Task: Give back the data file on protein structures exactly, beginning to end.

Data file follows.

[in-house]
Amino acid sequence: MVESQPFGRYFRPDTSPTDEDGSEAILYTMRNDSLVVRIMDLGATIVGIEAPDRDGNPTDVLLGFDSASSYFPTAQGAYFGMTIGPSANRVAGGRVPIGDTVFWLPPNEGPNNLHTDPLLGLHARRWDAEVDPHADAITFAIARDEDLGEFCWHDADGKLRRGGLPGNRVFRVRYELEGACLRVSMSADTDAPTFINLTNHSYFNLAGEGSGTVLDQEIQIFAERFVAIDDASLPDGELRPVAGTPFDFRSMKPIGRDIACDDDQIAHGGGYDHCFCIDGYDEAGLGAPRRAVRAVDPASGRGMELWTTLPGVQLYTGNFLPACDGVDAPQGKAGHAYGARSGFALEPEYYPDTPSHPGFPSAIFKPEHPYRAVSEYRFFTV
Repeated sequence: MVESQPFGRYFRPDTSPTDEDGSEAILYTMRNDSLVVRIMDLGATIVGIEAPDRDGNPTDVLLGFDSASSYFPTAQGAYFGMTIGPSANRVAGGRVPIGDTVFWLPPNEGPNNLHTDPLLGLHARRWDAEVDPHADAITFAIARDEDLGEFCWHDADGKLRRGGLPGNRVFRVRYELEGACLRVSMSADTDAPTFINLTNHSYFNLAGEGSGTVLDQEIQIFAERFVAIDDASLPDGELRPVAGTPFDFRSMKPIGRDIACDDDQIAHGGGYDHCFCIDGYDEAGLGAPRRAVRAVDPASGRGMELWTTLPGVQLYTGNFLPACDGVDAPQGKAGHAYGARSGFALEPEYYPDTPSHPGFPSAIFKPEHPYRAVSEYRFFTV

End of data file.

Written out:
[in-house]
Amino acid sequence: MVESQPFGRYFRPDTSPTDEDGSEAILYTMRNDSLVVRIMDLGATIVGIEAPDRDGNPTDVLLGFDSASSYFPTAQGAYFGMTIGPSANRVAGGRVPIGDTVFWLPPNEGPNNLHTDPLLGLHARRWDAEVDPHADAITFAIARDEDLGEFCWHDADGKLRRGGLPGNRVFRVRYELEGACLRVSMSADTDAPTFINLTNHSYFNLAGEGSGTVLDQEIQIFAERFVAIDDASLPDGELRPVAGTPFDFRSMKPIGRDIACDDDQIAHGGGYDHCFCIDGYDEAGLGAPRRAVRAVDPASGRGMELWTTLPGVQLYTGNFLPACDGVDAPQGKAGHAYGARSGFALEPEYYPDTPSHPGFPSAIFKPEHPYRAVSEYRFFTV
Repeated sequence: MVESQPFGRYFRPDTSPTDEDGSEAILYTMRNDSLVVRIMDLGATIVGIEAPDRDGNPTDVLLGFDSASSYFPTAQGAYFGMTIGPSANRVAGGRVPIGDTVFWLPPNEGPNNLHTDPLLGLHARRWDAEVDPHADAITFAIARDEDLGEFCWHDADGKLRRGGLPGNRVFRVRYELEGACLRVSMSADTDAPTFINLTNHSYFNLAGEGSGTVLDQEIQIFAERFVAIDDASLPDGELRPVAGTPFDFRSMKPIGRDIACDDDQIAHGGGYDHCFCIDGYDEAGLGAPRRAVRAVDPASGRGMELWTTLPGVQLYTGNFLPACDGVDAPQGKAGHAYGARSGFALEPEYYPDTPSHPGFPSAIFKPEHPYRAVSEYRFFTV